What are some things people often don’t consider when they're planning to start a family?


They think of expenses like childcare, you know, shelter, post-secondary, but they may not consider some of the financial impact's women may experience such as will they lose their employee benefits when they’re on maternity leave or not being able to contribute to their pension or group RRSP.


As a couple, these are some things that you need to have a conversation about.


What are some of the impacts of taking maternity leave?


Well, you’re going to be at a lower income, that means having to decrease or cut some expenses or hit pause on some of your savings’ goals.


But another impact is what’s called the motherhood penalty, when your pay may actually start to stagnate because you became a mother.


And what can you do about this?


First and foremost, make a plan on how you can afford the added costs of having a child, but also have that conversation with your partner.


Does it make sense to actually share paternity leave?


How do you start to prepare in advance?


To help you get ready, National Bank offers a step-by-step tool to help you gain confidence but also to help you get prepared for this really big life change.


My challenge to you is to read the Baby Budget article with your partner on the National Bank website.


To learn more, check out the tools and articles linked to this video.

Today we’re going to talk about becoming an investor.


Why is it important to start investing?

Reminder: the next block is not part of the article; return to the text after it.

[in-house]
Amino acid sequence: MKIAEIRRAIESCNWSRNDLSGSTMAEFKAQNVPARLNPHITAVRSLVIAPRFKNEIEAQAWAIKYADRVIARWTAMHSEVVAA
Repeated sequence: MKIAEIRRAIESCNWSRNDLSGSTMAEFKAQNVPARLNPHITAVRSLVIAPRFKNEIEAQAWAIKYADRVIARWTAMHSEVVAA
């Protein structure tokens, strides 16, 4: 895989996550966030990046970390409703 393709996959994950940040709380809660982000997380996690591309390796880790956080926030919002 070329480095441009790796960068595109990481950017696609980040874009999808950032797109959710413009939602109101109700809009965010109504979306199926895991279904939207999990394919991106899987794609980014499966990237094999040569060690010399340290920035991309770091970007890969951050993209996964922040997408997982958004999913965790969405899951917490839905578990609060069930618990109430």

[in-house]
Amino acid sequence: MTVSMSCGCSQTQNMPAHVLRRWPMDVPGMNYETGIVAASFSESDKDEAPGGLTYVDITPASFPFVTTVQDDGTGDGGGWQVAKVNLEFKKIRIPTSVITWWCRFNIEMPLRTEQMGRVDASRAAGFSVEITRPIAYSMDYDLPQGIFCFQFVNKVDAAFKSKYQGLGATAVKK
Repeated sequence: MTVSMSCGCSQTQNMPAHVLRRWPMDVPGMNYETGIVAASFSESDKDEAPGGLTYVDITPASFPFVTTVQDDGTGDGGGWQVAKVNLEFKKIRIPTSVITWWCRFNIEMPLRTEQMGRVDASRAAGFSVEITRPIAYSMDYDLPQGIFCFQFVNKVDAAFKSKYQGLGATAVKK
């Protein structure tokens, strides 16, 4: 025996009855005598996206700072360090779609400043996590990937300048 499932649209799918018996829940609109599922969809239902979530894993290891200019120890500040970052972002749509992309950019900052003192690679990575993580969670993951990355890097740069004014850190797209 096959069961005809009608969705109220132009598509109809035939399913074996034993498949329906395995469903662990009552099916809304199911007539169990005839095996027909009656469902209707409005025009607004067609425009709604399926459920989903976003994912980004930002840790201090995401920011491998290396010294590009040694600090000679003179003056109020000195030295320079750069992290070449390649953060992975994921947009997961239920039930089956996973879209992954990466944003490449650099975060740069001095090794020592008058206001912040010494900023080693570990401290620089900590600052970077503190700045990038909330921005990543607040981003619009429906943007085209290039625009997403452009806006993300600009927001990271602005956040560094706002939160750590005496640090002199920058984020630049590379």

You need to invest to get your money to grow so you can afford those big lofty goals like retirement one day. It’s never going to be possible if you just tuck money into a savings account.


But the good news is no matter how much money you have or what age you’re starting, it’s never too late to start investing.


What’s in it for you?


A lot. For example, let’s take a look at the average returns of the stock market since the Great Depression.


On average, on an annual basis, the stock market has returned 10%.


I certainly would prefer getting 10% per year compared to the single-digit interest rate I’m being offered on my savings account.


Where do you start?


To start your investing journey, here are three steps.


Number one, pay off your high-interest debt and save up that emergency fund for any unforeseen financial shocks.


Next, figure out what your financial goals are and then categorize them into short, medium and long term.


And lastly, determine your investor profile.


What’s an investor profile?


Everyone has their personal investor profile, and it’s based on your particular values, your goals, your time horizon, your risk tolerance, and once you know this information, you can start making better investing decisions for yourself and avoid some costly mistakes like taking too much risk or not enough.


My challenge to you is to figure out your investor profile.


You can do this either online yourself or by working with a professional.


To learn more, check out the tools and articles linked to this video.